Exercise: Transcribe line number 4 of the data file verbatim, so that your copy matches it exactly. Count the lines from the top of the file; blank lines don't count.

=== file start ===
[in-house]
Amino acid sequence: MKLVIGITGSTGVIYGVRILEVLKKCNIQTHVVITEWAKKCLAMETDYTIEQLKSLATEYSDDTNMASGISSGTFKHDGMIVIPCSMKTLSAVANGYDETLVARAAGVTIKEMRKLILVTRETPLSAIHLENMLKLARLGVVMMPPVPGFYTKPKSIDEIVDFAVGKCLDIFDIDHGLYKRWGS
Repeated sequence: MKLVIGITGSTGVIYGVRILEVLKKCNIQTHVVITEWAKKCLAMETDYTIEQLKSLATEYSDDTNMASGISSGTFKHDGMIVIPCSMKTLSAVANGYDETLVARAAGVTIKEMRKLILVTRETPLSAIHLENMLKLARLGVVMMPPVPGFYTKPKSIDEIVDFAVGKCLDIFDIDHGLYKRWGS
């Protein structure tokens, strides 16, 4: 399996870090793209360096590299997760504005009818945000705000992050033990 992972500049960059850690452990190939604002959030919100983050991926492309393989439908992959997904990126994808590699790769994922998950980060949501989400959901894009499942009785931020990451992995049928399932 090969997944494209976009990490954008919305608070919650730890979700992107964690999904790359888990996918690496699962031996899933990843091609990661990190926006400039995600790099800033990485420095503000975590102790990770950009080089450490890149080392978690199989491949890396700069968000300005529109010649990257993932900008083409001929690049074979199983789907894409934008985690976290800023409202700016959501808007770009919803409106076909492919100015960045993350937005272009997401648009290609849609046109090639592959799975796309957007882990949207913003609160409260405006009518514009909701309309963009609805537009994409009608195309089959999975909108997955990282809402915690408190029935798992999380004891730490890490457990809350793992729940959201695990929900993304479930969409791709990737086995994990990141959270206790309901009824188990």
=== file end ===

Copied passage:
């Protein structure tokens, strides 16, 4: 399996870090793209360096590299997760504005009818945000705000992050033990 992972500049960059850690452990190939604002959030919100983050991926492309393989439908992959997904990126994808590699790769994922998950980060949501989400959901894009499942009785931020990451992995049928399932 090969997944494209976009990490954008919305608070919650730890979700992107964690999904790359888990996918690496699962031996899933990843091609990661990190926006400039995600790099800033990485420095503000975590102790990770950009080089450490890149080392978690199989491949890396700069968000300005529109010649990257993932900008083409001929690049074979199983789907894409934008985690976290800023409202700016959501808007770009919803409106076909492919100015960045993350937005272009997401648009290609849609046109090639592959799975796309957007882990949207913003609160409260405006009518514009909701309309963009609805537009994409009608195309089959999975909108997955990282809402915690408190029935798992999380004891730490890490457990809350793992729940959201695990929900993304479930969409791709990737086995994990990141959270206790309901009824188990």